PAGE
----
Pace Gallery presents a series of recent paintings by Nigel Cooke in his first monochromatic exhibition. Featuring five large-scale works and new works on paper completed over the past year, the exhibition marks Cooke’s first in Switzerland and will be on view from 11 November 2020 to 9 January 2021 at Quai des Bergues, in Geneva.
Nigel Cooke, courtesy Pace Gallery.
Over his twenty-year career, Cooke has used ambiguity and fragmentation as strategies in his painting, collapsing the distinction between genres such as abstraction, figuration, landscape, and still life. The paintings featured in this exhibition display a significant stylistic shift in the artist’s oeuvre, with a more performative and kinetic approach to gesture.
These new works, all executed in tones of blue, are at once meditations on the sea and responses to characters in Homer’s Odyssey. Not only is the ocean central to Homer’s story, as it tests the characters and brings them together, but also to the artist’s weekly studio routine. Regular sea swimming has informed the energy of these paintings, both physically and psychologically, whilst at the same time prompting thoughts on Homeric characters Telemachus, Athena, Calypso, and Odysseus himself:
Nigel Cooke, courtesy Pace Gallery.
“Taking to the sea for exercise means you are having to respond to nature directly every day, and in the end, this started to feel like a metaphor for painting. At the same time, coping with the intensity of the elements in new ways called me back to Homer, thinking again about ideas of separation from family, inner resourcefulness, and transformation, what we’re going through now, as well as adventure. These kinds of thoughts fed into my Midnights series via Homer earlier this year, so I wanted to bring the elemental experience of the ocean into the work even more directly, with a similarly restricted palette but on a much larger scale.”
The focus on blue exclusively gives the oceanic colour an almost sculptural quality, as variants in weight, brightness and movement in the paint become more pronounced. In this, the paintings draw on the legacies of American Abstraction, British Figuration, Spanish painting, Chinese silk painting, more specifically artists such as Francis Bacon, Claude Monet, and Francisco Goya.
The dynamic activity of ballet also served as an important resource for Cooke and can be seen as a complement to the intrinsic pictorial energy the new work derives from the ocean. The lyricism of ballet becomes a gateway to both mythic characterization and a new kind of elemental seascape:
For me the ocean is the connecting tissue here, a force that threatens us from outside, but that also lives in the mind and in the eternal stories we tell.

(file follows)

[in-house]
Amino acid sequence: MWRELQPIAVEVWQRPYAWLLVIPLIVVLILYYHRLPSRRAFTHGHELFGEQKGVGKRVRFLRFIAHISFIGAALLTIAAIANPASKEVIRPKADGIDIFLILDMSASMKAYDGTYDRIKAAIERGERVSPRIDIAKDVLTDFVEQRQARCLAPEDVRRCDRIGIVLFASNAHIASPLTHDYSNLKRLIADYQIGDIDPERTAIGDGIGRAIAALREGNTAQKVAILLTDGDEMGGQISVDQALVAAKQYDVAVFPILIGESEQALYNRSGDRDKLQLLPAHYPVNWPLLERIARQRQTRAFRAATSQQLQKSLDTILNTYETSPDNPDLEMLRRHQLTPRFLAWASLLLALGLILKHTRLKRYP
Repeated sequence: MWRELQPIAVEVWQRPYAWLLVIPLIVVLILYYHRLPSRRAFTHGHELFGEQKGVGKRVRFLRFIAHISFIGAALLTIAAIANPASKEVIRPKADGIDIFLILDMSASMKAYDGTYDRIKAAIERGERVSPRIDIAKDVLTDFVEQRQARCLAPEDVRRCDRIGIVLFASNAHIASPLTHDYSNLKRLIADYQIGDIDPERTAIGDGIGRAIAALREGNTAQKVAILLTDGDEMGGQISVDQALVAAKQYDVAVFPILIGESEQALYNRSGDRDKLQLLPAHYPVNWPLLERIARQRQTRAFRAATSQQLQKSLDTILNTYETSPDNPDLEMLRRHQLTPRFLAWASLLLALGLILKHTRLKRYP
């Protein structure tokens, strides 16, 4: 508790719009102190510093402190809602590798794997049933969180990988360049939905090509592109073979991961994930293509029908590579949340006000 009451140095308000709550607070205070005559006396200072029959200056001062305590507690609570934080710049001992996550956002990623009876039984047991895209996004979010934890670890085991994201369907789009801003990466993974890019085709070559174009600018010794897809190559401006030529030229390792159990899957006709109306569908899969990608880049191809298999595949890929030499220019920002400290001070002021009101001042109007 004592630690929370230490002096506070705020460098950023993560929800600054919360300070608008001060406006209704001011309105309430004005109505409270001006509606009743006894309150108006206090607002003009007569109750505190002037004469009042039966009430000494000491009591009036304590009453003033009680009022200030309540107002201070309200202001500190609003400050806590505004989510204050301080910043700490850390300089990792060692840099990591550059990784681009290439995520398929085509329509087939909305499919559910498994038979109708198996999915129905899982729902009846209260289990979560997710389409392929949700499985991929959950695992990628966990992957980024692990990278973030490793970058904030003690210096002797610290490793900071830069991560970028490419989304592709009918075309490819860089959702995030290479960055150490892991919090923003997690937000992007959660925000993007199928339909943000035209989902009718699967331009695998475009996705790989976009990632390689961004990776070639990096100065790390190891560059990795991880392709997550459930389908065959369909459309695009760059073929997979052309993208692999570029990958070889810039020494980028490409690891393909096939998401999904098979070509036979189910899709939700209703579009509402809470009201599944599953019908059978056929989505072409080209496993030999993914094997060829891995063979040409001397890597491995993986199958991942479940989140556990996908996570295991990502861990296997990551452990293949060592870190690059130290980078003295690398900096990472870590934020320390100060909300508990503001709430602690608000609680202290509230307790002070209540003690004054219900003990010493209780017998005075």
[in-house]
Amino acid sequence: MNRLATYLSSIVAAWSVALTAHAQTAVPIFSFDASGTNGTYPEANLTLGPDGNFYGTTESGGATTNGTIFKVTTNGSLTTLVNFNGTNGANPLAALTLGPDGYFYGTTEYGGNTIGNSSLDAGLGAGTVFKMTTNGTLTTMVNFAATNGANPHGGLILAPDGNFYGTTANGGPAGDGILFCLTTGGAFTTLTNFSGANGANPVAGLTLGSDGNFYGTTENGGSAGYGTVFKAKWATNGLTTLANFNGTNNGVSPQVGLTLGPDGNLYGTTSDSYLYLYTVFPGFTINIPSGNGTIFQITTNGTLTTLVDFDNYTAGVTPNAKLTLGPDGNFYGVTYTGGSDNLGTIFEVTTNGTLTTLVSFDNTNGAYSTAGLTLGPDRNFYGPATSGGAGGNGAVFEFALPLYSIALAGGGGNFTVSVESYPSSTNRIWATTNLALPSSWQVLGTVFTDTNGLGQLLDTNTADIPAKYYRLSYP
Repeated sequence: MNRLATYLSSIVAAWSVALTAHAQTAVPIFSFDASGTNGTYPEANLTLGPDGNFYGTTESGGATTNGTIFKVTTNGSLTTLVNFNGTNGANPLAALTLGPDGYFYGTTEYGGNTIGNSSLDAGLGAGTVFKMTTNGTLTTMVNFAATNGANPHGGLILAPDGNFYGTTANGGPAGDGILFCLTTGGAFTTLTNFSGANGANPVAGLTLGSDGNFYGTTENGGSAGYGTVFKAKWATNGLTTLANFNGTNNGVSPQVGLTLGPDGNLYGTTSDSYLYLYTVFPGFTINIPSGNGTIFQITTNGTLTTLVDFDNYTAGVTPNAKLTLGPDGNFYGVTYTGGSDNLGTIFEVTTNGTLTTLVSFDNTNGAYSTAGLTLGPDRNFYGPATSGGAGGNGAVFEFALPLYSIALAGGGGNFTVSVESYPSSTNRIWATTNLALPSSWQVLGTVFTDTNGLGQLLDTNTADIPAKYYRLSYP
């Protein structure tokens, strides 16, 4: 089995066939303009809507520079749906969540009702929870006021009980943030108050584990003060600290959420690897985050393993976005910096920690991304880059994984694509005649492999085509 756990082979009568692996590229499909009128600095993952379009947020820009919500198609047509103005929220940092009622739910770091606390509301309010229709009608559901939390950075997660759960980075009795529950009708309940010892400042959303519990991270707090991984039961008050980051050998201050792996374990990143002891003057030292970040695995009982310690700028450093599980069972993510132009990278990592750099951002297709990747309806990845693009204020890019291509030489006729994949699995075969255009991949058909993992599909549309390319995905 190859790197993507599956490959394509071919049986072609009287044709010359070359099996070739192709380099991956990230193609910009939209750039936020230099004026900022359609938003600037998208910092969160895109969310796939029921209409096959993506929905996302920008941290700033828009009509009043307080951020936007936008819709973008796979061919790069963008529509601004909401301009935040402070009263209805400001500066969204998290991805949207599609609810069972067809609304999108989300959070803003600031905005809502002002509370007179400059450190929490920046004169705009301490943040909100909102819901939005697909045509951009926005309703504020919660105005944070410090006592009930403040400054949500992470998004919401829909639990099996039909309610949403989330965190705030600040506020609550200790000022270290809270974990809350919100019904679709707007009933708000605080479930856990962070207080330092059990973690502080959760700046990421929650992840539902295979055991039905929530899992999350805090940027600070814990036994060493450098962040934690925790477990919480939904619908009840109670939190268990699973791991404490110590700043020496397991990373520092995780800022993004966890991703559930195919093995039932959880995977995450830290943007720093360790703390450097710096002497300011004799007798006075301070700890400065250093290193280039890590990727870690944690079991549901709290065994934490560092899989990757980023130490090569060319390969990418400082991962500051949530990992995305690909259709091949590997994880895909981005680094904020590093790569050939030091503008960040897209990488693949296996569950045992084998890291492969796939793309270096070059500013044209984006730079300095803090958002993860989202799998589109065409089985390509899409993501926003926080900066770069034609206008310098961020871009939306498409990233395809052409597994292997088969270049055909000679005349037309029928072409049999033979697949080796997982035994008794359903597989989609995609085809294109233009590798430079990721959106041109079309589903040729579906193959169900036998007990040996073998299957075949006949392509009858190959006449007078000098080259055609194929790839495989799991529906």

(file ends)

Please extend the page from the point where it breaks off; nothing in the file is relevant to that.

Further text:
“The physical transformations that take place in the dancers as ballet unfolds, as the story is condensed into the abstractions of muscle and sinew, have been very important in developing these works. The way a dancer can literally change themselves and tell a story is deeply connected to how my compositions move; they become both seascapes and figures, predators, and prey, melancholic or lustful. Although a lot of the drama of the ‘faces’ I make is based upon the transformations of humans and entities in the Odyssey, it equally comes from the ballet, particularly the Bolshoi and the principal dancer Olga Smirnova. For me the ocean is the connecting tissue here, a force that threatens us from outside, but that also lives in the mind and in the eternal stories we tell.” —Nigel Cooke, October 2020.
Executed with a masterful application of paint, these new quivering compositions weave metaphorical qualities and environments together, creating a complex interplay of vigour, chance, and intuition. This exhibition highlights the shift in Cooke’s practice away from representational motifs towards more abstracted, dynamic systems with their own nature and inner logic. As the paint gets thicker and brighter, the artwork builds up to grace and lightness, force and beauty, to reach lyrical and Romantic moments.
Furthering the radical advancements in his practice, Cooke executed the paintings on raw canvas. The natural linen endows the paintings with a unique brownish ground and a textured weave vibrantly contrasting the hues of blue hereby spotlighting the energy of the water. This material quality also impacts his mark-making as washes develop into thickets of dark staining.
With this exhibition, Cooke pushes the boundaries of painting and explores the interdependency between absence and presence, the mind and the natural world, thereby creating a body of work that is rhythmic and living, poetic and vigorous.
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